Following a winter of greater than normal snowfall here in Saskatchewan, residents have been scrambling in April to control the runoff. Here are three snapshots that I took yesterday (18 April 2011) from Regina’s Pasqua Street bridge, looking upstream at Wascana Creek and the flooded paths and greenspaces of Les Sherman Park:
I posted a few snapshots of Condie Nature Refuge, located a short distance outside the Queen City, in October of last year. Here’s what it was like out there earlier today:
And that, dear readers, is winter in southern Saskatchewan in a nutshell.
That thermometer may be old — it came with the house when we bought it — but it’s accurate. I took the picture through our kitchen window, which looks out into the back yard. Needless to say, I plan to stay indoors today.
Yesterday, my wife, our son, and I drove out to the Condie Nature Refuge a few miles north-west of Regina, Saskatchewan. The area around Regina is famous for its flat farmland and vast open views of the horizon, but tucked here and there on the prairie are little pockets of unplowed land with a different sort of interest. What follows are some snapshots I took as we strolled together along the paths of the self-guided nature walk; the sequence begins with a view from the road, looking from the north-east towards the south-west, and includes several views of the vestiges of a tiny oxbow lake along with photographs of the beaver lodge, pond, and dam.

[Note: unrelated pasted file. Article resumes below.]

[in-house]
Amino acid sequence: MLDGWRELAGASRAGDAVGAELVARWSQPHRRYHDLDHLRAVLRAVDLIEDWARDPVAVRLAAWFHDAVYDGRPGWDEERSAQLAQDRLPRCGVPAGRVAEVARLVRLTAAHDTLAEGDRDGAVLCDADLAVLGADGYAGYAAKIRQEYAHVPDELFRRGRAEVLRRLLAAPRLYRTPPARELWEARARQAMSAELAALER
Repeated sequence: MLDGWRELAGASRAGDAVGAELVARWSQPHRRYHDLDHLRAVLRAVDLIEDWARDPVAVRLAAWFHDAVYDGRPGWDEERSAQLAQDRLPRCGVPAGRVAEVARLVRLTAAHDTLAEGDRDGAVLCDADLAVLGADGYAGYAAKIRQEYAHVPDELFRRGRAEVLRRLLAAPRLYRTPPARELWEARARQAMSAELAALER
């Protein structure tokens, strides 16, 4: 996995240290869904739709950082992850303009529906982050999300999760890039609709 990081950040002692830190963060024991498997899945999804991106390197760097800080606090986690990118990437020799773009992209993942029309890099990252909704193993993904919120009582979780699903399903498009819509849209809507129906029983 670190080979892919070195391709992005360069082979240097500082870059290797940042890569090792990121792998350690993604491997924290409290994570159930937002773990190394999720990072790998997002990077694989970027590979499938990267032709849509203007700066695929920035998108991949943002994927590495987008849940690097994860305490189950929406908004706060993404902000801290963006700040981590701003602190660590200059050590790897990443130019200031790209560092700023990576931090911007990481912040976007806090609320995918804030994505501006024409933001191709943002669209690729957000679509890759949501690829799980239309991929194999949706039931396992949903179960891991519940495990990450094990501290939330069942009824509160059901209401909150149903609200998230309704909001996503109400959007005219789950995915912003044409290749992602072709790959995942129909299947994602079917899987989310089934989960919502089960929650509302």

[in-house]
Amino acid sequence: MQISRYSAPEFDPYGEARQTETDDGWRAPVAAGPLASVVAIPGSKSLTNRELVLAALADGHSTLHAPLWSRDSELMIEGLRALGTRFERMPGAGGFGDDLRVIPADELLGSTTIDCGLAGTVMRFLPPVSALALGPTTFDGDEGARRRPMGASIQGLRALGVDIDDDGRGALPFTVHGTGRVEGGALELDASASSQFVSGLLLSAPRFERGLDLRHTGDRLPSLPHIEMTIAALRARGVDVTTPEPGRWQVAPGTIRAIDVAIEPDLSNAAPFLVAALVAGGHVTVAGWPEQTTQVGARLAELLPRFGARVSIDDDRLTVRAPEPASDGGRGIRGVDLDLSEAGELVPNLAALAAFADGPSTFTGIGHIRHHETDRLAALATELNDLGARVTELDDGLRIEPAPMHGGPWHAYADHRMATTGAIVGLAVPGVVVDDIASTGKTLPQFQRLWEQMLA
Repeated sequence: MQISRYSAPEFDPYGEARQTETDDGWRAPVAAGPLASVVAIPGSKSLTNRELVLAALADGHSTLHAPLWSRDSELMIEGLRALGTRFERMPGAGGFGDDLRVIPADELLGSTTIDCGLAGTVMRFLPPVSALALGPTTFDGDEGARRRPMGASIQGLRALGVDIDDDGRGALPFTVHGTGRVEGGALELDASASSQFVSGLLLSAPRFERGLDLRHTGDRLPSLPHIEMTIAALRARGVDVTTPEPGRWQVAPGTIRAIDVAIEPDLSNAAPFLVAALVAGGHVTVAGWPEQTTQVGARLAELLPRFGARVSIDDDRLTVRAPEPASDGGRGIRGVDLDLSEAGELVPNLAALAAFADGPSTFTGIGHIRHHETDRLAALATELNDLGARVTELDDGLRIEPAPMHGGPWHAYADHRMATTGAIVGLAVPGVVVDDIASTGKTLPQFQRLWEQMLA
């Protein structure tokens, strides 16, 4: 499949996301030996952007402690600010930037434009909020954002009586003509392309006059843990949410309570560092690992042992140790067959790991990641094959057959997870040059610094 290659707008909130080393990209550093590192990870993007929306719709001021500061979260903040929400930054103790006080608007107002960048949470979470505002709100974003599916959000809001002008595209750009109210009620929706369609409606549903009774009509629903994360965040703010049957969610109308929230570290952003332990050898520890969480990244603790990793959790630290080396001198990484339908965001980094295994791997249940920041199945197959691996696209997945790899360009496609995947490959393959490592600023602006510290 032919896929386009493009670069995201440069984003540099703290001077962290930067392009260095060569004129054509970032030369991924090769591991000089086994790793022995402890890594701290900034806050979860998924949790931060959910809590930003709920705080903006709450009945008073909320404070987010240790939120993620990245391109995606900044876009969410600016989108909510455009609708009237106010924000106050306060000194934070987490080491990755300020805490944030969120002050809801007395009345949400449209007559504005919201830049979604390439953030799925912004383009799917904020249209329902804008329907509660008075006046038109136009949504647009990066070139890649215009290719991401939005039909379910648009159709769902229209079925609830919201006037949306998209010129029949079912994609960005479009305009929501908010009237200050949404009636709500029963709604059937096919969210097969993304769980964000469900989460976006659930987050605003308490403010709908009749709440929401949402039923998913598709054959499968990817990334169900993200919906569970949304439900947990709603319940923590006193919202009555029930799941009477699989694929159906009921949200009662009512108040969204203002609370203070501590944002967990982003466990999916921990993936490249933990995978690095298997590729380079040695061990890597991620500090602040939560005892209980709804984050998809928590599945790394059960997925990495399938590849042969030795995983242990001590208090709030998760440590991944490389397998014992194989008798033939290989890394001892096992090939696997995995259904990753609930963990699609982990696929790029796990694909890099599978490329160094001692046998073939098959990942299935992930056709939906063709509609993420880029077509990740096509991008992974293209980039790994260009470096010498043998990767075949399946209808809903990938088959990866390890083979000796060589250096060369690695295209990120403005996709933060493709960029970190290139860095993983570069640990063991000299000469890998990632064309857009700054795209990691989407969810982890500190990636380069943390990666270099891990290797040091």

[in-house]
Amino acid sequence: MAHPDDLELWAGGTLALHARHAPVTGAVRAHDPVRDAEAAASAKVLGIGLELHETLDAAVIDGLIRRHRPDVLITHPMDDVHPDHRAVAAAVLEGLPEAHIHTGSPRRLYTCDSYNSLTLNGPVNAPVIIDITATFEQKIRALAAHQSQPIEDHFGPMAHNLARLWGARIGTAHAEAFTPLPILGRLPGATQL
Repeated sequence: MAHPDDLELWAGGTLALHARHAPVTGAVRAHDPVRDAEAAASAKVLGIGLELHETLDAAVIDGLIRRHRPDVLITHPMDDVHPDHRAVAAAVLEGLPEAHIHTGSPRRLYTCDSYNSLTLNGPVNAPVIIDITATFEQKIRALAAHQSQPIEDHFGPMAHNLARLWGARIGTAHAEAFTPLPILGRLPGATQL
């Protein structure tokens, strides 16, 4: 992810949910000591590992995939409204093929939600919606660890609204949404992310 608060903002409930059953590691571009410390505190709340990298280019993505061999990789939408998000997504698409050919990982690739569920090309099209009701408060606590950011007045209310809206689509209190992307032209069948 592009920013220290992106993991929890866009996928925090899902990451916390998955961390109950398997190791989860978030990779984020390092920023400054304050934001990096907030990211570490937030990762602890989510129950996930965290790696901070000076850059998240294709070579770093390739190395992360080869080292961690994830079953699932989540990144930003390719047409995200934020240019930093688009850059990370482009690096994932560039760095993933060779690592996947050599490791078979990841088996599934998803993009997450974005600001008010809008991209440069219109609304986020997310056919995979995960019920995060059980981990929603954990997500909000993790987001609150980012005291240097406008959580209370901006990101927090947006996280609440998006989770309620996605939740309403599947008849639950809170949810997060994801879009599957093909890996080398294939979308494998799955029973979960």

I’m sure you have similar areas of understated (or perhaps even spectacular) natural beauty near where you live, if only you will search them out.
Before and after, here in the Queen City…
I heard on the radio that the Queen City received 17 cm of snow during the night. That’s the bad news. The good news is, it’s already melting away.
This morning, early, we drove out to the town of Lumsden, Saskatchewan, to take in some of the events associated with their “Great Pumpkin and Scarecrow Festival.” We had pancakes, with strawberries and whipped cream, and all the pork sausages we wanted — three was my limit — at the open-air “Pancake Breakfast”; we examined the well-intentioned but relentlessly unremarkable entries in the “Eclectic Chair Auction” and the pumpkin carving contest; we browsed through the “Farmers’ Market,” which was devoid of fresh vegetables but had plenty of ornamental gourds, dried flowers and herbs, preserves, and honey; and we bought tickets to ride on one of the “People Movers,” two low flatbed trailers, with bales down the middle to sit on, which the organizers had hired to cart spectators around town to view the award winners and also-rans in the scarecrow contest. While touring around, I chewed on wheat straw, for old time’s sake, and when I wasn’t warming my hands in my pockets, I took a few pictures. Here are two:
We had intended to stay for the “Pumpkin Catapult” event — though as our son rightly pointed out, the “catapults” were actually trebuchets — but after the scarecrow tour, we decided we had neither the patience nor the endurance to mill around for three and a half additional hours in the bone-chilling wind just to watch a procession of unlucky pumpkins soar jauntily across the sky only to smash to smithereens on the Lions Park lawn. So we got in the car — what a relief to be warm again — and headed home.
And yet, believe it or not, it was fun while it lasted…